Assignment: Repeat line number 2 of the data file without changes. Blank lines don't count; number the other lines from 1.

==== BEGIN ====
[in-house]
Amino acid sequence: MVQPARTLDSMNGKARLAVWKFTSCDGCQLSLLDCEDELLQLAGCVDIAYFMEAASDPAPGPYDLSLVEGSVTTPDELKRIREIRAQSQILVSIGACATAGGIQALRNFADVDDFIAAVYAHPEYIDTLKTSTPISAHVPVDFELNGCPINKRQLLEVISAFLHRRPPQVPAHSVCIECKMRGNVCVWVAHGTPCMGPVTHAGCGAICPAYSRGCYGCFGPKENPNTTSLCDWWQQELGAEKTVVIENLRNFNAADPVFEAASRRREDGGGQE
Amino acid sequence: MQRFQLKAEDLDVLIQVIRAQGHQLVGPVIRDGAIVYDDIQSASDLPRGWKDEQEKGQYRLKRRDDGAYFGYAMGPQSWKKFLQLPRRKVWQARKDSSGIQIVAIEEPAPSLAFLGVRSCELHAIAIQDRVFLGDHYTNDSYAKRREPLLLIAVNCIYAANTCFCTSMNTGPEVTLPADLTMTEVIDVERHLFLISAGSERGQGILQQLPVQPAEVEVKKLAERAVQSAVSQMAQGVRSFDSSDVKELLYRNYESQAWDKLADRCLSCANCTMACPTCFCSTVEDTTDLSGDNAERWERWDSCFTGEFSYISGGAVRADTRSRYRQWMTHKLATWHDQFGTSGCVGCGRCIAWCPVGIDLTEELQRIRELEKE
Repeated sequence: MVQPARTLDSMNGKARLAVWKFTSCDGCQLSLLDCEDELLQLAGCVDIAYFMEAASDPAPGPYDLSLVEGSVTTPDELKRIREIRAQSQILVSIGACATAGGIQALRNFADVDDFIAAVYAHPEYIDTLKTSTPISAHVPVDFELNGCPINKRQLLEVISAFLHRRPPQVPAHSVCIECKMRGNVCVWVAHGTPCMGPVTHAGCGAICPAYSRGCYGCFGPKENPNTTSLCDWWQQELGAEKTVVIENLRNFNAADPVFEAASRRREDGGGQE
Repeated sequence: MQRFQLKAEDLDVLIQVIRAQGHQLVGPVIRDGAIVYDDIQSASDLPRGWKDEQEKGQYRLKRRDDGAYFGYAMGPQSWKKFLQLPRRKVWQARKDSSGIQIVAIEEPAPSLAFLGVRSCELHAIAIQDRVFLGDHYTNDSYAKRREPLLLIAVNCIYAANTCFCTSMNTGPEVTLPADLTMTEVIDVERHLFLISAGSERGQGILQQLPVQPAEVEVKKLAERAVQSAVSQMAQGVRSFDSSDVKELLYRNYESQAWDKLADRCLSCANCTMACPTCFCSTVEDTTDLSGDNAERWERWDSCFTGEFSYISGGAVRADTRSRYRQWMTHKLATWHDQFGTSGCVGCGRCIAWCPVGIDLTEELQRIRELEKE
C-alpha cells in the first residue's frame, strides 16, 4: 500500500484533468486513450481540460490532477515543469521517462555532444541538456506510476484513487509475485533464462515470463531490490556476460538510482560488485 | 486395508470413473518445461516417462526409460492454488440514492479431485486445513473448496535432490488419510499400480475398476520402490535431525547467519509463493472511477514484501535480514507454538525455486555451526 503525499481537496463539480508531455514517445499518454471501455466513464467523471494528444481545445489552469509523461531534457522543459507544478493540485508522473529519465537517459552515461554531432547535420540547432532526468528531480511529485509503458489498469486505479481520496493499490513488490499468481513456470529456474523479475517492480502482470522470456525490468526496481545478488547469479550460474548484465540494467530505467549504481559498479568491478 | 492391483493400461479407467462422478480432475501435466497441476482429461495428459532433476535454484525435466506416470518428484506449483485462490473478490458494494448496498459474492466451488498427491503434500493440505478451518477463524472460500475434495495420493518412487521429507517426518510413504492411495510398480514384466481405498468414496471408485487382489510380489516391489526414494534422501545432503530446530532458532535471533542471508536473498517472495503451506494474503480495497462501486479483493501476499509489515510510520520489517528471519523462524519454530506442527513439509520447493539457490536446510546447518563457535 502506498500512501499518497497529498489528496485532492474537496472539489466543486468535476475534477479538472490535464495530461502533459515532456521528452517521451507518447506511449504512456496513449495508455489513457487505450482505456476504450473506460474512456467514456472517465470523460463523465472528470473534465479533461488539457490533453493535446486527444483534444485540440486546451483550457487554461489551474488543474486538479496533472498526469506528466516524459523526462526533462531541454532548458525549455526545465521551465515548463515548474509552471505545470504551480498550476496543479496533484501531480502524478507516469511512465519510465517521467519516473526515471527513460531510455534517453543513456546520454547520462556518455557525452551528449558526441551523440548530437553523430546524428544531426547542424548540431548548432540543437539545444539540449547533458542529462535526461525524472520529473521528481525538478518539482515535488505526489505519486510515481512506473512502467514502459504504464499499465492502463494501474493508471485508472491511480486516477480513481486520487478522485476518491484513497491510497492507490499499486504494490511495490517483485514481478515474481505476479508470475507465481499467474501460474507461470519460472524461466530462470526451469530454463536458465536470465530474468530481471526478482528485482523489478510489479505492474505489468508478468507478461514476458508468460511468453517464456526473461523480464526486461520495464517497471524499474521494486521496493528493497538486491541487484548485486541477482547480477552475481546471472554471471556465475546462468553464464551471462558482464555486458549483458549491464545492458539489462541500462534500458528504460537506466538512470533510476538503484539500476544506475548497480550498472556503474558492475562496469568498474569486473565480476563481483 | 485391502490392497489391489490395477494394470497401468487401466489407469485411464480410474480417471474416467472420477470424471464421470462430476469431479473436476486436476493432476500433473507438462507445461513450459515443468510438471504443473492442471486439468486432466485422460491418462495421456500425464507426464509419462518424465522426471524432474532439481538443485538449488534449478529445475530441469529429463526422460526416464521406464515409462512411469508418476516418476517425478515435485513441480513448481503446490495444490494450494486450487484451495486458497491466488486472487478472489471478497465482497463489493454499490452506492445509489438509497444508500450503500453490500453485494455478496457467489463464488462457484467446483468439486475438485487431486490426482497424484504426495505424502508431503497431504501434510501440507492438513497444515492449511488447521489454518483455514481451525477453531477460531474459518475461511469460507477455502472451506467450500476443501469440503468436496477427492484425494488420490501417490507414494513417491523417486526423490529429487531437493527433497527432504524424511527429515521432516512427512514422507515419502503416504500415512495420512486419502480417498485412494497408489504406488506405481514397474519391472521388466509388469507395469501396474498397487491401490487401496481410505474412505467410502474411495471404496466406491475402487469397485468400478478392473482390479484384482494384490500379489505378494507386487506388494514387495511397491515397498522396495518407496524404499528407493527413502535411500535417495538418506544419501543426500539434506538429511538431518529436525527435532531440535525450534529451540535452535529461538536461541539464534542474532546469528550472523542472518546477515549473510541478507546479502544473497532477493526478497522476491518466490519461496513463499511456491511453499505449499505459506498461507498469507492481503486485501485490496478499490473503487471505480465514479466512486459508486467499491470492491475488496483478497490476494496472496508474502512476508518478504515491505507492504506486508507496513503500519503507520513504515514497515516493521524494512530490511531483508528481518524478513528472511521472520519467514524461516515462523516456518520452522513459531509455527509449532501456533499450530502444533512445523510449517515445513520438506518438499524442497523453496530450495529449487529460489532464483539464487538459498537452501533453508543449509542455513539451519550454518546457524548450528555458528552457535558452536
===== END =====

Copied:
Amino acid sequence: MVQPARTLDSMNGKARLAVWKFTSCDGCQLSLLDCEDELLQLAGCVDIAYFMEAASDPAPGPYDLSLVEGSVTTPDELKRIREIRAQSQILVSIGACATAGGIQALRNFADVDDFIAAVYAHPEYIDTLKTSTPISAHVPVDFELNGCPINKRQLLEVISAFLHRRPPQVPAHSVCIECKMRGNVCVWVAHGTPCMGPVTHAGCGAICPAYSRGCYGCFGPKENPNTTSLCDWWQQELGAEKTVVIENLRNFNAADPVFEAASRRREDGGGQE